Josh Everett

Always up for a physical challenge, Josh Everett agreed to try his first CrossFit workout circa 2003. It was at the urging of Everett’s Southern California-based weightlifting coach, Mike Burgener, who knew just how to push his protégé’s competitive buttons.

“So I did the workout,” the 39-year-old San Diego resident tells Keeping Fit during a recent one-on-one interview.

And then “Coach B” informed Everett that his score on the timed workout was about average compared to a group in Santa Cruz (where CrossFit Inc. had been founded three years earlier).

“I said, ‘Average? Coach, I’m not average. I’m really good at all this stuff. There’s no way I’m average. I think they’re not going all the way down on their squats. They’re not doing the exercises right if they’re keeping up with me,’” Everett recalls. “And he’s like, ‘No, I met their coach. I think they’re legit.’”

Everett, of course, redid the workout and turned in a much faster time. By then, the Ohio native who played football and ran track at Ohio Northern University was hooked on CrossFit.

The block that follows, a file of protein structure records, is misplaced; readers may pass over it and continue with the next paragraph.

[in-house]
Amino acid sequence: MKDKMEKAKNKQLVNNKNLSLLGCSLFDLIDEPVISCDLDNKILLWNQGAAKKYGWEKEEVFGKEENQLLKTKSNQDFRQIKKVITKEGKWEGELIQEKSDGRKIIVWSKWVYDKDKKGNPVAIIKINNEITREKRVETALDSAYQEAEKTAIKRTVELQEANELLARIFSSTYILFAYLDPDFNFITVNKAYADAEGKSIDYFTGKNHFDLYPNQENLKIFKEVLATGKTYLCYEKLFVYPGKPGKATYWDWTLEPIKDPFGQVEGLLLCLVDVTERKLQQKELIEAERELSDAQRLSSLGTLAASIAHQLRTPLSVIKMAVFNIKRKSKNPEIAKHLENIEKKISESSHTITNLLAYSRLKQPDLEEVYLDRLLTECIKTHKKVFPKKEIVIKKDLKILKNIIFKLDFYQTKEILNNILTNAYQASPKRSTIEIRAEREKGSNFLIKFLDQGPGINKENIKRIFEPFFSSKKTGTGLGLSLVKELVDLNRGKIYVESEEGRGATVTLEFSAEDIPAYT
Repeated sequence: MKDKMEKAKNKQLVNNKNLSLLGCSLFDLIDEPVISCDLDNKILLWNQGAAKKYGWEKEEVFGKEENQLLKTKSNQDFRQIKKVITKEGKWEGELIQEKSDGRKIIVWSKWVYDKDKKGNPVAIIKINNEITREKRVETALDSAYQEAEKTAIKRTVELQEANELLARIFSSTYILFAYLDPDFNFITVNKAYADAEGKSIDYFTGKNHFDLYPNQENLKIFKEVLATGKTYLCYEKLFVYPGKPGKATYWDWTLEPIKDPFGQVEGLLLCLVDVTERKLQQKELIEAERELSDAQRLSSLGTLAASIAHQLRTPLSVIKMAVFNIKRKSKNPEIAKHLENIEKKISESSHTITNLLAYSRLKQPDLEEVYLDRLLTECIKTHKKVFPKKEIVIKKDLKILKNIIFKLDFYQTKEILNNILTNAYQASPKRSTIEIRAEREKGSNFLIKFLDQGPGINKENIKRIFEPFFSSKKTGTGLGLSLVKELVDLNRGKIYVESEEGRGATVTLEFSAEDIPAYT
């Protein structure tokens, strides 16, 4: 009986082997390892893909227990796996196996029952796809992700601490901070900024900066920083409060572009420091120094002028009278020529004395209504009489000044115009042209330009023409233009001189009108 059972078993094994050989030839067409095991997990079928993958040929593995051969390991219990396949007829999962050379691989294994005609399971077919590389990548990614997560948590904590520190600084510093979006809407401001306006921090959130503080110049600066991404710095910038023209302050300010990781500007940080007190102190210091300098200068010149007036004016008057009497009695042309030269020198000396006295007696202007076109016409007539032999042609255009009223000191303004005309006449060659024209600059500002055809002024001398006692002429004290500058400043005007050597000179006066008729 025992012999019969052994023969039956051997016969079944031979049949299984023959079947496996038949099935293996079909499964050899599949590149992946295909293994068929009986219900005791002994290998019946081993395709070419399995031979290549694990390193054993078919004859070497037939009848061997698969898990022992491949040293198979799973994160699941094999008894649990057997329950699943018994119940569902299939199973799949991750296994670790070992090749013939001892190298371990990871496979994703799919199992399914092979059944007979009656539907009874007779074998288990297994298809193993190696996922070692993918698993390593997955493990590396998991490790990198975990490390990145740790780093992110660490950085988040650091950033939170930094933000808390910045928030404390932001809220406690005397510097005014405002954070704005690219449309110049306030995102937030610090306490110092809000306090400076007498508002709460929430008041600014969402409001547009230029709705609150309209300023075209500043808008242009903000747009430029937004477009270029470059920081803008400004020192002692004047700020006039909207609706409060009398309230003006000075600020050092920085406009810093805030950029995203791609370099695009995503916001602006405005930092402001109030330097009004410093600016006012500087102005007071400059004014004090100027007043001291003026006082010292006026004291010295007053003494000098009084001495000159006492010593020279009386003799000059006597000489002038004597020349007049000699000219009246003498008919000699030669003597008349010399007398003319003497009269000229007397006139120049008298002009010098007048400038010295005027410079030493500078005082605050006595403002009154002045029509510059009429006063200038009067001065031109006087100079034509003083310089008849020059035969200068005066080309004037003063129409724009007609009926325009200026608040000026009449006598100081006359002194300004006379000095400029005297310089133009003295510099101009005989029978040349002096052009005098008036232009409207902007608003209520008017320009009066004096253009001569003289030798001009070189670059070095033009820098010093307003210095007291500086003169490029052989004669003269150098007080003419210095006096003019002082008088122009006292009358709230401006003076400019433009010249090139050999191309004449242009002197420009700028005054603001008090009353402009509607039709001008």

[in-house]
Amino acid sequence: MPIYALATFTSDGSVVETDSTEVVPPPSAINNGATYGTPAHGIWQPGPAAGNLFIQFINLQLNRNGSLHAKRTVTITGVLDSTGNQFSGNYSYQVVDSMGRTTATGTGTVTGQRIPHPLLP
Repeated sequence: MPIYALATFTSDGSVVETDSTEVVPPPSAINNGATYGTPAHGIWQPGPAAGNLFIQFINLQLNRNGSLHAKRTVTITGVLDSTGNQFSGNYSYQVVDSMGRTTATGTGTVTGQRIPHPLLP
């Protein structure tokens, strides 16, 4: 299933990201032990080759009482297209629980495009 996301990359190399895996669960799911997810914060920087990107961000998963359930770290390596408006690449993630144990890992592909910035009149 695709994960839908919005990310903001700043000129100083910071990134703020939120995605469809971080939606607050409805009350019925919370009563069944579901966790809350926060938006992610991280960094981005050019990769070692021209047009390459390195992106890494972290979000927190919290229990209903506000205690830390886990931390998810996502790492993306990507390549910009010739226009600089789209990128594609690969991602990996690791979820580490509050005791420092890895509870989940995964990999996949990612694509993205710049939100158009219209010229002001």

Everett quickly forged a name for himself as one of the top CrossFitters in the sport’s early days, developing a friendly rivalry with one particularly well-known CrossFitter from Santa Cruz by the name of Greg Amundson (an athlete with a law enforcement and military background who was trained by CrossFit founders Greg and Lauren Glassman).

“It really started with me and Greg Amundson constantly competing against each other,” Everett notes. “At the time, we were the top two in the community very early on.”

CrossFit Inc. recruited Everett and Amundson to help teach its Level 1 certificate course.

“We would go to demonstrate intensity because at the time people hadn’t seen this stuff done the way it was being done,” he explains. “You read about it, you see it on paper, but when me and Greg Amundson would go head-to-head in Fran (a popular CrossFit workout) or whatever it was, people would say, ‘Oh, I thought I was working out hard. I did not put out like those guys.’ Or ‘those guys did that workout twice as fast as I could.’ And that was really a light-bulb moment for people because there weren’t a lot of videos back then.”

That intensity served Everett well in CrossFit competition.